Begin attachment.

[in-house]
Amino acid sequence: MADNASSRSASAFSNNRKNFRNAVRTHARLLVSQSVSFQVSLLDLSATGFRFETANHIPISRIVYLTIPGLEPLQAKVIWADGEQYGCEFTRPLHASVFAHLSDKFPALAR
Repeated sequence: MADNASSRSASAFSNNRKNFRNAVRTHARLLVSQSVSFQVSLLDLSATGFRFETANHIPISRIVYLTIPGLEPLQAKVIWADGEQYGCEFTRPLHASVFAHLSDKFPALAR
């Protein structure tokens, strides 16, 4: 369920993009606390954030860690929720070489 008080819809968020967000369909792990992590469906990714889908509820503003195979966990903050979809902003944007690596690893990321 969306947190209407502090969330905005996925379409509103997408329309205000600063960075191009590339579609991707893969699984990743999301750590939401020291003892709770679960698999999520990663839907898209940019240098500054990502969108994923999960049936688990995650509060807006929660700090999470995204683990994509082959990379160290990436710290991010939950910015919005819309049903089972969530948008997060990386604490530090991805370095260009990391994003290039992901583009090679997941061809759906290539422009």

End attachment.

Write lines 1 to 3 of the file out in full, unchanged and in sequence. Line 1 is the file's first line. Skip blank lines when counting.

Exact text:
[in-house]
Amino acid sequence: MADNASSRSASAFSNNRKNFRNAVRTHARLLVSQSVSFQVSLLDLSATGFRFETANHIPISRIVYLTIPGLEPLQAKVIWADGEQYGCEFTRPLHASVFAHLSDKFPALAR
Repeated sequence: MADNASSRSASAFSNNRKNFRNAVRTHARLLVSQSVSFQVSLLDLSATGFRFETANHIPISRIVYLTIPGLEPLQAKVIWADGEQYGCEFTRPLHASVFAHLSDKFPALAR